The tournament organizer brings a third laptop to create and print announcements like round times, prize support for today and the price for booster drafts. Likewise if the third laptop has its own printer, this avoids a conflict of interest between printing announcements or pairings next.

At one of the venues we have Internet access, which allows us to look up a few forms and upload events same day, but all in all Internet access is still in the luxury, not necessity category. In the meantime find yourself a comfortable chair and clear off space for sorting result entry slips.

Thomas Pannell (left) and Deke Young (right) verify all match results twice

If your preparations are done correctly you should be able to run a tournament with 20 minutes of "admin time" between rounds. As we will discuss in a later article, managing extra turns is a major hurdle, but the bulk of the job is in accurate scorekeeping. I have the table next to my computer laid out with index cards taped to the table. These index cards are labeled "1-10," 11-20," "21-30" and so far as high as I have table numbers for those days' events (which was table 215 at Southeast Regionals.) After I key in the result, I place the slip into one of the piles. As time permits I sort the slips into numerical order so that we can perform "THE AUDIT" at the end of the round.

The second important lesson for the day is the value of "THE AUDIT." After all the result entry slips are entered into DCI reporter, edit results again and deselect "outstanding results." With one of you reading the DCI reporter screen and another one of you announcing the results of the match results slips (now placed in convenient numerical order) audit the DCI reporter screen and look for scoring errors and verify dropped players. Once you become practiced you should be able to audit a 150 player PTQ round in less than 3 minutes. Trust me, not even I can re-insert an erroneously dropped player in 3 minutes. THE AUDIT is always worth your time.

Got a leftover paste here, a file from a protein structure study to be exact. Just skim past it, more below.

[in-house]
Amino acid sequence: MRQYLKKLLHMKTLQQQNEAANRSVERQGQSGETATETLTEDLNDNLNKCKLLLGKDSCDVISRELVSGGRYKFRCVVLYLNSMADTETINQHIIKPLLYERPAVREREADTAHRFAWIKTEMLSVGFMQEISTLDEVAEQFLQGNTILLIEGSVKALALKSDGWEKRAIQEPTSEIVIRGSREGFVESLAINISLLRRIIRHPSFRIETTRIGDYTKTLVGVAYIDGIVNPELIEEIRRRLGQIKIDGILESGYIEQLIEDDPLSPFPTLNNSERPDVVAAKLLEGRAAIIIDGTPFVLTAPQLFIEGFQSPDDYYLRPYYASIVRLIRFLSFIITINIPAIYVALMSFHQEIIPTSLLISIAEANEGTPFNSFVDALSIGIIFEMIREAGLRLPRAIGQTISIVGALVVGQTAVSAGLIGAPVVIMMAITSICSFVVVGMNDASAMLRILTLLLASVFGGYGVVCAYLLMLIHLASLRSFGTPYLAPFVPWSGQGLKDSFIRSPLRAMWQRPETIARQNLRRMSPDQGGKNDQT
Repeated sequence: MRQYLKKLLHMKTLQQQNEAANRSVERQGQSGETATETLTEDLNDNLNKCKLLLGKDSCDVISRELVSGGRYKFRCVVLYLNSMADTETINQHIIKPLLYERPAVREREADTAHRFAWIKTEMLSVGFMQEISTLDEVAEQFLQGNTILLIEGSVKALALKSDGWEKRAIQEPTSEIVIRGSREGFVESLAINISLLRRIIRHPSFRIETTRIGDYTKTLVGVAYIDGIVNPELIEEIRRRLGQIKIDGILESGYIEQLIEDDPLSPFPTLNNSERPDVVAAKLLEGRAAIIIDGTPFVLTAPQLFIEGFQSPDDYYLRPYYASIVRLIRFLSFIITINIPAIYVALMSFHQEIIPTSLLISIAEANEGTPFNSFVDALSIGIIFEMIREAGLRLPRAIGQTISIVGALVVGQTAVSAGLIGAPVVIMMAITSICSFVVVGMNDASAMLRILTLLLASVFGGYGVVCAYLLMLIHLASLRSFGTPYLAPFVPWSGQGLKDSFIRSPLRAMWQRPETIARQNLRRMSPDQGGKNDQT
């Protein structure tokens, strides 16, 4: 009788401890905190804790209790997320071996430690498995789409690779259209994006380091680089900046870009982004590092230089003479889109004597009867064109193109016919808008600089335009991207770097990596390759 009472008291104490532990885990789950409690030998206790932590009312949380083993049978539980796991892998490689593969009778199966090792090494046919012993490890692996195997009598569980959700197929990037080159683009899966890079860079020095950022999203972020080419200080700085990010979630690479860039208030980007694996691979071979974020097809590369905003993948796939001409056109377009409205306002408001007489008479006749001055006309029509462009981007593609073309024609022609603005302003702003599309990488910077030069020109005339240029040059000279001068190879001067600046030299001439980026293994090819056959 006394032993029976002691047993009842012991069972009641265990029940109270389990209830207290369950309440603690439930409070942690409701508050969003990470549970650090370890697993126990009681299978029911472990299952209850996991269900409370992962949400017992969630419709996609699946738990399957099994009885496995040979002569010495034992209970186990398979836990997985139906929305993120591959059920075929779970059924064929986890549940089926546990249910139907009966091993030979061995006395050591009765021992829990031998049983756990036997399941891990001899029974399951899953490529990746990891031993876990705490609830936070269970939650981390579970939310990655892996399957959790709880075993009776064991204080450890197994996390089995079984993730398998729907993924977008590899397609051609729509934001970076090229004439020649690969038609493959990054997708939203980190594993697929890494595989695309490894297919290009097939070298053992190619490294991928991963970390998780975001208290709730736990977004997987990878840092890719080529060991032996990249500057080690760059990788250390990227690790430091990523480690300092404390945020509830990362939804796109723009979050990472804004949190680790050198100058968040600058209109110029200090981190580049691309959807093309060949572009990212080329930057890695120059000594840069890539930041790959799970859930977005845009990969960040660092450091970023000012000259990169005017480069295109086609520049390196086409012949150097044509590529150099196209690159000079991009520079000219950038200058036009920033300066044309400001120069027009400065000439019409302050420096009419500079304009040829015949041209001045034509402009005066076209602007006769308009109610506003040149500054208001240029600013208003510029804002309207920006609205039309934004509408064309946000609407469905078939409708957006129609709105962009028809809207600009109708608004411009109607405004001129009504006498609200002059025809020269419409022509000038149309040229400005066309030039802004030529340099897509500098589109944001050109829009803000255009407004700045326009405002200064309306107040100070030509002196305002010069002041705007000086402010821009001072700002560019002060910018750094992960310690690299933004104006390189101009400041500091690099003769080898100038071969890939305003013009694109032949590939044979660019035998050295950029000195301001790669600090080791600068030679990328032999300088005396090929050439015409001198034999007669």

After you audit, back up the tournament to both a hard drive directory and floppy diskette.

If you are auditing (and you should) then you need to record any late requested drops on the original Result Entry slips. Again this should not be a burden because you have arranged them in numerical order already. During the tournament I wrap the Result Entry slips in a copy of Pairings by Table, as it is easiest to find a player and opponent than by searching the regular Pairings by Player. When the event is over, place a bulldog or binder clip around all the result entry slips for that round. John Grant will appreciate it if they are in numerical order by round when it comes to appeals.

Once you get a pattern established you should be able to end the round, enter the majority of result entry slips, collect the last tables, audit your results, backup to hard drive and floppy, pair the next round, print two copies of pairings by player, one copy of pairings by table, file the previous rounds results, all in less than 20 minutes. At least that is the standard of efficiency in Atlanta.

Round 1 10:30 - 11:20
Round 2 11:40 - 12:30
Lunch round
Round 3 1:00 - 1:50
Round 4 2:10 - 3:00
Round 5 3:20 - 4:10
Round 6 4:30 - 5:20
Round 7 5:50 - 6:40

Cut to top 8, home by midnight

That is this week's article. While I could go in depth on ordered pairings, reading players, late player, etc, those are infrequent tasks best left to one on one instruction.

Next week: How to get the most out of your floor judges.

Deke Young, Level 2
Head Scorekeeper, Atlanta Premier Events